San Antonio Spurs at Chicago Bulls
When: Thursday, Jan. 22 at 8 p.m. ET
A lot of the discussion around the Bulls in this article has revolved around the team being a championship contender. Well, to quote the great Ric Flair: To be the man, you have to beat the man.
The defending-champion San Antonio Spurs return basically the same team that steamrolled Miami in the NBA Finals last June. They have the best coach in basketball, Gregg Popovich, though Thibodeau's reputation keeps growing as the Bulls win without superstar talent.
Now, with superstar talent starting to converge on Chicago, Thibodeau has his chance to stand toe-to-toe with the only current coach who can definitively say that he's better than the Bulls' leader.
It's also fitting that the Bulls and Spurs would be must-see television in the regular season because these are the only teams to lead the league in wins over the last four years besides Miami.
Popovich had nothing but praise for Thibodeau and his coaching style when providing three reasons why Chicago remained so successful last season prior to a Bulls-Spurs game, via Teddy Greenstein of the Chicago Tribune:
One, (coach Tom Thibodeau) makes the same demands and keeps the same standards. He is relentless in trying to get them better in every aspect of the game. Second, they have a group that has character — and they care. Third, they play outstanding defense and that keeps you in games on nights you can't put it in the hole.
In many ways, the Bulls have tried to model what the Spurs have built. That sounds redundant since every NBA franchise obviously wants to be where San Antonio is, but few go about it in the way Chicago does.
Where will the Bulls finish in the regular season?
The Bulls don't play the free-agent game very often, but when they do, it's usually on their terms. Gasol was forced to sign at their price when he could have gotten more money from the Los Angeles Lakers.
They've tried to draft a mix of foreign and domestic players, with varying degrees of success. Nikola Mirotic is finally going to play in the United States after being drafted in 2011; McDermott had the shooting touch in college and the Bulls clearly think it will translate at this level, giving up two first-round picks to acquire him from Denver.
A one-game sample in the regular season isn't going to tell us everything about how close or far the Bulls are to competing with the best franchise in basketball, but it can be a great confidence booster in their quest to win a championship for the first time since Michael Jordan's last shot with Chicago in 1998.
Just looking at the Bulls on paper, they are going to be better than they were in 2013-14. Rose is healthy and was selected to play for Team USA over the summer. Gasol is a dynamic big man who scores inside and outside. Noah is a ball of energy who plays defense as well as anyone in the sport.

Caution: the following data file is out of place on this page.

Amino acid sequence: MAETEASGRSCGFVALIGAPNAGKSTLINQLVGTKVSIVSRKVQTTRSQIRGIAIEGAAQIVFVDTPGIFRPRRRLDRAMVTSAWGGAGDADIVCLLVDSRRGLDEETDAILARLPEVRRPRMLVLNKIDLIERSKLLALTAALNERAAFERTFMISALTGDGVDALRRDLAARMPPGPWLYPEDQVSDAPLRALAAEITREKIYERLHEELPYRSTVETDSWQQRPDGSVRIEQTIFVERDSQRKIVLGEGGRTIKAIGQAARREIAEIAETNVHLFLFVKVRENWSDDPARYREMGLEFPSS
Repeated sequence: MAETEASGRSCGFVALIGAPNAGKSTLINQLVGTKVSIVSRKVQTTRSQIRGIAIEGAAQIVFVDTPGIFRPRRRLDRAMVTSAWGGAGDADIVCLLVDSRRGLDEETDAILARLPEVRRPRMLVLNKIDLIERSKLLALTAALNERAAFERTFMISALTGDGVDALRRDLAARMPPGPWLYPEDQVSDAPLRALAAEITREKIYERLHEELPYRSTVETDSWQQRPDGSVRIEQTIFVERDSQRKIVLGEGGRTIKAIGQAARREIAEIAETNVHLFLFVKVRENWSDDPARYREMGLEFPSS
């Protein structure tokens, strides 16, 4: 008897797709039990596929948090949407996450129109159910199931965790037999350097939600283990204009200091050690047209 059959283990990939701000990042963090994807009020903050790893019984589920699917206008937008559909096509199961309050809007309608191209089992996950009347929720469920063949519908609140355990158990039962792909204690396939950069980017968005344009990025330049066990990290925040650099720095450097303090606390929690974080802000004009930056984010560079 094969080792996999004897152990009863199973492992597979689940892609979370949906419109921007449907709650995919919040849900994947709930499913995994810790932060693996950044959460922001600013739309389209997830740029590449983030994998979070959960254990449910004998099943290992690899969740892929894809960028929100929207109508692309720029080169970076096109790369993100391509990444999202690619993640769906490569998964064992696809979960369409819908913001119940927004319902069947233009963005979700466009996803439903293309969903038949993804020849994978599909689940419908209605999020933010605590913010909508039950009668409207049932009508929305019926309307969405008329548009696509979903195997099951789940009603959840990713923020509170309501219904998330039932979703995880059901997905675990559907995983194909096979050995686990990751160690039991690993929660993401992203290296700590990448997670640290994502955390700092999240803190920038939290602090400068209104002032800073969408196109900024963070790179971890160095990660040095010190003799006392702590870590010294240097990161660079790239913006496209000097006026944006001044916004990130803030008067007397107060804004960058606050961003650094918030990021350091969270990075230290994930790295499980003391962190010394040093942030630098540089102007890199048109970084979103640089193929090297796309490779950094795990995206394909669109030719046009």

The individual pieces look very appealing to the eye. However, Michael Wilbon of ESPNChicago.com broke down how the Bulls still lack a strong option to create shots after Rose:
The Bulls still didn't add a single player who can get his own shot in the playoffs when defenses blitz Rose as Miami did in the last postseason series Rose actually played. All of the above 3-point shooters [Dunleavy, McDermott, Mirotic] need ball movement, scheme or a set-up man to get their shots. Simply having them on the floor guarantees nothing.
That puts even more pressure on Rose to stay healthy so he can create shots and facilitate to other players. There's been no indication he's had any problems with rehab, though proving it on the court is all that matters.
Another problem for the Bulls is determining how much Rose plays. Moke Hamilton of SNY.tv was asked that very question on Twitter and had an interesting response:
Now, we are talking about the Bulls playing without their best player for 12 games, assuming he's healthy all year and just gets regular rest, and a lineup of players who can score but still need that facilitator to get the ball in their hands.
That does hurt their projection, though not enough to prevent them from being one of the top teams in the Eastern Conference. If there weren't any restrictions on Rose and McDermott develops into a 12-15 point player, suddenly this offense looks formidable.
But those are two huge questions without a clear answer right now. They're still very good, so don't worry about them in the grand scheme of things.
Predicted Record: 52-30 (first place in Central Division)